This handbook discusses the basic definitions and principles of M&E, including where, why and how evaluation is carried out, and a detailed examination of what qualities are possessed by both good and bad indicators. There is an in-depth discussion of the functions of community based M&E and a list of 'ten steps' is provided to guide in developing and supporting a community based M&E system. Each steps is examined and illustrated with reference to a project in in India. There is also a list of do's and dontÆs in supporting a community based M&E system and a discussion of links that can exist between the M&E systems of an agency such as an NGO and that of a community based organisation. The paper concludes with a discussion of how M&E fits into the project cycle and the importance of fostering the right attitudes towards M&E practice is emphasised.
Reforming Agricultural Extension in Bangladesh: Blending Greater Participation and Sustainability with Institutional Strengthening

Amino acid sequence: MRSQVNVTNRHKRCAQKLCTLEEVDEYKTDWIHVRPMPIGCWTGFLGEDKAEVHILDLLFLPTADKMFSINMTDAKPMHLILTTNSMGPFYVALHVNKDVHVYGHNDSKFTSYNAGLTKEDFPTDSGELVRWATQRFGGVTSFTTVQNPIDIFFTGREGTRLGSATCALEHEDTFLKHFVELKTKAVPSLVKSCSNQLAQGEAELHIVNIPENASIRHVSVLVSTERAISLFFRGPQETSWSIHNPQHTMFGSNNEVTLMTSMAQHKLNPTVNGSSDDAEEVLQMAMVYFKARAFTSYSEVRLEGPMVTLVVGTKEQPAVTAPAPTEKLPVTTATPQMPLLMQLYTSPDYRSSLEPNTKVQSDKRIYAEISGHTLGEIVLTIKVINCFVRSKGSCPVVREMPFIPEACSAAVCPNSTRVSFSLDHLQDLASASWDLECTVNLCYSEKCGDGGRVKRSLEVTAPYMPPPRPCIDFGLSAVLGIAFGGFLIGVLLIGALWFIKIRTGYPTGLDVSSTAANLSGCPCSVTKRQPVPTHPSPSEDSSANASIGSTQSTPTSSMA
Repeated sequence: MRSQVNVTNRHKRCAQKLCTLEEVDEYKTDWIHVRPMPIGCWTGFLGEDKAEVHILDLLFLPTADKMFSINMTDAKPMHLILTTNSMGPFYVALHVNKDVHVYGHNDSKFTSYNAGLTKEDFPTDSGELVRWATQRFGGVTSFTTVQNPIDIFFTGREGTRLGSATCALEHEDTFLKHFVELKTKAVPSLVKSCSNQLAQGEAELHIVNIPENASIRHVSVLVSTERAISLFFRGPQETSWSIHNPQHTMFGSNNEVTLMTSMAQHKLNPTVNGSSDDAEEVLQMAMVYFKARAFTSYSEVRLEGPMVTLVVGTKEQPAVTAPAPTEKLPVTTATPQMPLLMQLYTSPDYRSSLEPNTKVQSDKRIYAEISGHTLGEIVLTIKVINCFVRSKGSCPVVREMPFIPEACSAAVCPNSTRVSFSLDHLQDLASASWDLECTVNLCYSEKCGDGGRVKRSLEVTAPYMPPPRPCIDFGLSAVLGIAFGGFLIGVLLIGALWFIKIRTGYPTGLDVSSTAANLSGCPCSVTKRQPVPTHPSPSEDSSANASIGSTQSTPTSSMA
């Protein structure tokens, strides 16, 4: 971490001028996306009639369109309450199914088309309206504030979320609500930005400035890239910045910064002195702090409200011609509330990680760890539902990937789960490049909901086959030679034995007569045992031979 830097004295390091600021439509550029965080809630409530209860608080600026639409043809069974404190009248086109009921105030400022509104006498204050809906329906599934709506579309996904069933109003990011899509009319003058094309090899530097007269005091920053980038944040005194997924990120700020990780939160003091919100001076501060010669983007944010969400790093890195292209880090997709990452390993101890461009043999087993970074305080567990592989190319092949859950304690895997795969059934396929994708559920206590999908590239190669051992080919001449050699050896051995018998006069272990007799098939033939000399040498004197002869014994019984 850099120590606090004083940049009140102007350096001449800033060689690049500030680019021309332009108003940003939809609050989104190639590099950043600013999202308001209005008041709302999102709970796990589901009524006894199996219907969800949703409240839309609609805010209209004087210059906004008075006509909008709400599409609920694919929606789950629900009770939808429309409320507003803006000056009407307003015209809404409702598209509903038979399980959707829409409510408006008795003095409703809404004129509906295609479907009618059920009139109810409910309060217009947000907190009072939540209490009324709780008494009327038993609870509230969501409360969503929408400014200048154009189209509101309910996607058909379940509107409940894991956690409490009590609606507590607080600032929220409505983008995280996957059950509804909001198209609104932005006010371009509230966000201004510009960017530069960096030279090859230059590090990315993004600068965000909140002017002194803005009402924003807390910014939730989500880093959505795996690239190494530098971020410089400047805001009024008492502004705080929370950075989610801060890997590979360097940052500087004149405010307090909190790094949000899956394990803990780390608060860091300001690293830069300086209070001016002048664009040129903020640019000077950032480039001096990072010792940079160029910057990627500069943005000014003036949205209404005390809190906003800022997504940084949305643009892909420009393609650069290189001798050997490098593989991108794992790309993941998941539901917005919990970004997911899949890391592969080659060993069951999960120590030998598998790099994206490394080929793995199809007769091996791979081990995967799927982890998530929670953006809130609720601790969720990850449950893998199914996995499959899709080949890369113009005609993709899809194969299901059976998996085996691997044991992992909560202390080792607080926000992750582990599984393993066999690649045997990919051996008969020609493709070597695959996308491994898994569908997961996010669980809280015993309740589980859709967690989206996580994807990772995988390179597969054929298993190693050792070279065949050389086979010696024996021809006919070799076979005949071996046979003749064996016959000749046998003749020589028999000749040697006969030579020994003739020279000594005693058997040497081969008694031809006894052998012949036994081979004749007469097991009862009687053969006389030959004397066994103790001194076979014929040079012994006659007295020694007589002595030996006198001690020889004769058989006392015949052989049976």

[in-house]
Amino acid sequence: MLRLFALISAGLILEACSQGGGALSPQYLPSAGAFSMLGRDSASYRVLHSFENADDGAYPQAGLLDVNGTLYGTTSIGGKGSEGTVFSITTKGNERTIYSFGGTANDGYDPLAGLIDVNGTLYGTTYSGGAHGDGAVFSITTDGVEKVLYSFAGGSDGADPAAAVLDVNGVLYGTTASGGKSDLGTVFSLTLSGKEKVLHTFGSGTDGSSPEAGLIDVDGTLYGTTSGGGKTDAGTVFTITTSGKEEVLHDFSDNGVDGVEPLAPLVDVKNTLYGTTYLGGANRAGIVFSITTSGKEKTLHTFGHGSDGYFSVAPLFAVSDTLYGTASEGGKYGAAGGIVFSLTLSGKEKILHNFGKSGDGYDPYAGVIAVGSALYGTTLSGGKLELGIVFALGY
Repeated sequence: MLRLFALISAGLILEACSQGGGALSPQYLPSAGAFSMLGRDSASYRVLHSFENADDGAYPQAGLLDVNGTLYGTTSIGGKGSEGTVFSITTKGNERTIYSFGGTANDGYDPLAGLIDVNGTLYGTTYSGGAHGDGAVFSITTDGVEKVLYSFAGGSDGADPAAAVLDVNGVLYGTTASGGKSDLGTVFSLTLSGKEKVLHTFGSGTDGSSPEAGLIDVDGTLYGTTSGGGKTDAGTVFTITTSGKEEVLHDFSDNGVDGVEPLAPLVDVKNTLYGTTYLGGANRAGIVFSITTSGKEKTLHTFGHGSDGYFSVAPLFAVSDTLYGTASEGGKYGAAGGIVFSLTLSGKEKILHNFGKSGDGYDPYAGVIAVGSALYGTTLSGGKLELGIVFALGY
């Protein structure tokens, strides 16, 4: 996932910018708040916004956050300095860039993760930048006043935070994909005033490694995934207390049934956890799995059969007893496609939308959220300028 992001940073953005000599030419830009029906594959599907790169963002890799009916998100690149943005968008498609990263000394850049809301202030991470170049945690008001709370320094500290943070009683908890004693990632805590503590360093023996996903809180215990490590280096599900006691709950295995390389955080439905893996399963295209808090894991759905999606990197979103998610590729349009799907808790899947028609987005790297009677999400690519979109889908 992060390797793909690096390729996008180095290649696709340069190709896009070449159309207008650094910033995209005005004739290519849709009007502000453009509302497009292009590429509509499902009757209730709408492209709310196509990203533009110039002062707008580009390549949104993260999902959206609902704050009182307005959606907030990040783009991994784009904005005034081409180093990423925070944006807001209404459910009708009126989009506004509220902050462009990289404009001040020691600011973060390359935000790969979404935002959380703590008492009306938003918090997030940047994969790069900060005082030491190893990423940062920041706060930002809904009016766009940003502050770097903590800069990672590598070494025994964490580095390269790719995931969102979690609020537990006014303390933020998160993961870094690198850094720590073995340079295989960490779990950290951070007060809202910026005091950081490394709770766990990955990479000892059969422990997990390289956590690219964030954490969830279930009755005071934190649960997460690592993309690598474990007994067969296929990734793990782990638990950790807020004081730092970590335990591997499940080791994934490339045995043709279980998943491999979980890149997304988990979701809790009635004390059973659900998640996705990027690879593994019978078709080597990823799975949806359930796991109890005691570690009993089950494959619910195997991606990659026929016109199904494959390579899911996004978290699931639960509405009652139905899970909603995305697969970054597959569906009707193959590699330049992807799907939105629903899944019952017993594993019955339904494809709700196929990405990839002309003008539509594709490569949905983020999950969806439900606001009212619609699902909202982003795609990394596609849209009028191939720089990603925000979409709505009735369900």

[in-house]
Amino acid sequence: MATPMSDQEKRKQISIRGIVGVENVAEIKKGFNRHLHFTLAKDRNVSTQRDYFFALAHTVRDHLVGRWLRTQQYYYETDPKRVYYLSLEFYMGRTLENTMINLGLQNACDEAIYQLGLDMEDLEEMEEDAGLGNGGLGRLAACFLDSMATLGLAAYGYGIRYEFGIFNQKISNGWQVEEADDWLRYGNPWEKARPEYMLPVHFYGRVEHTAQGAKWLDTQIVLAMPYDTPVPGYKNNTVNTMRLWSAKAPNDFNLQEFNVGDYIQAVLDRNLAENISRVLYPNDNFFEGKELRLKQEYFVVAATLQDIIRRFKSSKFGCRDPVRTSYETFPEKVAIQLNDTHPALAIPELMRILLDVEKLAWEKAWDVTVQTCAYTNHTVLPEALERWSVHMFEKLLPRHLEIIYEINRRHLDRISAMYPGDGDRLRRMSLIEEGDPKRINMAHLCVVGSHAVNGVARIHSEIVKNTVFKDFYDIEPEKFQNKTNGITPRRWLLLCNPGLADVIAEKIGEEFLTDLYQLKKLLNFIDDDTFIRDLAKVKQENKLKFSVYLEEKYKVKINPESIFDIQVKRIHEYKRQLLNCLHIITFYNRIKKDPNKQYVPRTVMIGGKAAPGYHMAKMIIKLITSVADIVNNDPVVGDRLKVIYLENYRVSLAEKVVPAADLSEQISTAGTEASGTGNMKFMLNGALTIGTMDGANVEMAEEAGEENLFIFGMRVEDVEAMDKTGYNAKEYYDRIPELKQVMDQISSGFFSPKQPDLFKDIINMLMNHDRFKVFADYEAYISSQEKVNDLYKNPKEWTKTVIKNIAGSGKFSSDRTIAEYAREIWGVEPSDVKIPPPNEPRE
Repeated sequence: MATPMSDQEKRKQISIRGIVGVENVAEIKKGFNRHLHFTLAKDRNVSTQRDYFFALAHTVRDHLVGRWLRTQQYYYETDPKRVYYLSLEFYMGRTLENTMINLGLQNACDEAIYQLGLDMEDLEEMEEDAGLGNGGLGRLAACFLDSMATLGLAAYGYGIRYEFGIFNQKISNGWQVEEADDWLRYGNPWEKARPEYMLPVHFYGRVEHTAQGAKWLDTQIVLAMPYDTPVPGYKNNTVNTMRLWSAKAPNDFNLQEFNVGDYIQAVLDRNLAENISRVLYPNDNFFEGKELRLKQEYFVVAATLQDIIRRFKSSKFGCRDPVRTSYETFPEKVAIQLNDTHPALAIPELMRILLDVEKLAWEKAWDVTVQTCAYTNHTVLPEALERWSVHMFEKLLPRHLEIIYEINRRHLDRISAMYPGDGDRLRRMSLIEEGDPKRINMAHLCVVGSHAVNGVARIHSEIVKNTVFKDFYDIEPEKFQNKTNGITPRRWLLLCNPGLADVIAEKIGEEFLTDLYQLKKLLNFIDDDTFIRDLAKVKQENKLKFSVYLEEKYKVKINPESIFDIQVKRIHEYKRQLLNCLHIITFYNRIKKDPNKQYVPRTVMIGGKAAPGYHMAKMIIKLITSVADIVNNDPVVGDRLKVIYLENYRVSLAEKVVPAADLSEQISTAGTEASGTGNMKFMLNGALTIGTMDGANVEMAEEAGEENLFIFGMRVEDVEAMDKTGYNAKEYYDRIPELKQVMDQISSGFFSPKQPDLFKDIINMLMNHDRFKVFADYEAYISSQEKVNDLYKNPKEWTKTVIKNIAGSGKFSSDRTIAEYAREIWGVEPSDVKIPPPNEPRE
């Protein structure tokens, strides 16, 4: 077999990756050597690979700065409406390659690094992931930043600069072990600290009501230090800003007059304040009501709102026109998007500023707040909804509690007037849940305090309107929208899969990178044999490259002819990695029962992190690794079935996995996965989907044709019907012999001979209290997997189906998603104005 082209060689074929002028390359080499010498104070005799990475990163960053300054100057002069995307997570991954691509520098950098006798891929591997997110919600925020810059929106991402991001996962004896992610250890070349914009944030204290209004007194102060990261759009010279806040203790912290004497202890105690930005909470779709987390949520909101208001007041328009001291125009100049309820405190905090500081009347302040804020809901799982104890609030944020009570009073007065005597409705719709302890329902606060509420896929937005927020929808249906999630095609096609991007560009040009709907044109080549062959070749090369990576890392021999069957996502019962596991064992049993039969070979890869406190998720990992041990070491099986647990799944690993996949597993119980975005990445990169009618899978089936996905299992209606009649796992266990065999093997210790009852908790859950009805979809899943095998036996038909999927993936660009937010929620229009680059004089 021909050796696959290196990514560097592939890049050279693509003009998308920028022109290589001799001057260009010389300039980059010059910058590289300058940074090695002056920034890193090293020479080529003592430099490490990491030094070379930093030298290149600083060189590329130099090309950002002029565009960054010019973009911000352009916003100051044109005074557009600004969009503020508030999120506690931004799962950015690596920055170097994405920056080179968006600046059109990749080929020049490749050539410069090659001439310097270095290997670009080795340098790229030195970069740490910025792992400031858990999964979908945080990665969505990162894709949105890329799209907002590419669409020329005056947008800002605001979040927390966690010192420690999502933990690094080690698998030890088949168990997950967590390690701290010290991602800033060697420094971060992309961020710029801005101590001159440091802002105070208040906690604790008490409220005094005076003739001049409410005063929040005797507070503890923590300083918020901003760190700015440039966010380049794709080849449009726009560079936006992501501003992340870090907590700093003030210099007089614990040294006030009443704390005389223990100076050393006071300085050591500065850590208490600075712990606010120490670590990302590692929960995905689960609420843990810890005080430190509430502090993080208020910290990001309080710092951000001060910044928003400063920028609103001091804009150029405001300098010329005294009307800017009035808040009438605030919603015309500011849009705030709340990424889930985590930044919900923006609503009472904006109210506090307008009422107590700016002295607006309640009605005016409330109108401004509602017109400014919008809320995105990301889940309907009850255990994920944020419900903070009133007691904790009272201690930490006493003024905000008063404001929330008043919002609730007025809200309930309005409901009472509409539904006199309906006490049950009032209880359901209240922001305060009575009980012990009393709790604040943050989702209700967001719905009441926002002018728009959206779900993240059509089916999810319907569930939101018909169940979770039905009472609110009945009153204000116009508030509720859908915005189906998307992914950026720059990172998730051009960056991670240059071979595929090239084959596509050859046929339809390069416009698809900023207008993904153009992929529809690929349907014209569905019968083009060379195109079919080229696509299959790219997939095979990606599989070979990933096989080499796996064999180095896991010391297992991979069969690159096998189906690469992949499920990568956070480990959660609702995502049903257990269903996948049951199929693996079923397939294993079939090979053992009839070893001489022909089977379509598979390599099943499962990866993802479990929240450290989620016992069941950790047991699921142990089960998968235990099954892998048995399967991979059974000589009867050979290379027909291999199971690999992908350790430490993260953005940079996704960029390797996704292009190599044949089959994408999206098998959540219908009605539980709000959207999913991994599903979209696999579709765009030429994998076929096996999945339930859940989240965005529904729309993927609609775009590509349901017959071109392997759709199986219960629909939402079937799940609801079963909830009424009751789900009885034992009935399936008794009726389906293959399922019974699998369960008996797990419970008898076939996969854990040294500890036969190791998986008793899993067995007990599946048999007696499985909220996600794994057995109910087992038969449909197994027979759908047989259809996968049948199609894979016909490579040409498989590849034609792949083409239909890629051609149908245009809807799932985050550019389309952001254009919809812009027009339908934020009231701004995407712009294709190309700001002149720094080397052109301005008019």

The limited effectiveness of the Training and Visit (T&V) system of extension in sustaining agricultural growth, combined with concerns about sustainability and pressures towards greater participation by farmers and the private sector, have stimulated major reconsideration of extension strategies in Bangladesh. This paper offers a conceptual framework for assessing the coherence, performance and sustainability of extension strategies. Subsequent sections review changes in agricultural production and productivity in the past two decades. Evidence of the contribution of extension is mainly circumstantial. The final section of the paper examines the major features of the new extension which include: decentralisation within the Department of Agricultural Extension; the use of groups in communications with farming communities; and greater efforts to assess farmers' needs and to tailor messages. The paper concludes that although these reforms are steps in the right direction, the strategy appears to be based upon unrealistic assumptions regarding the willingness and ability of different organisations to make changes and work together.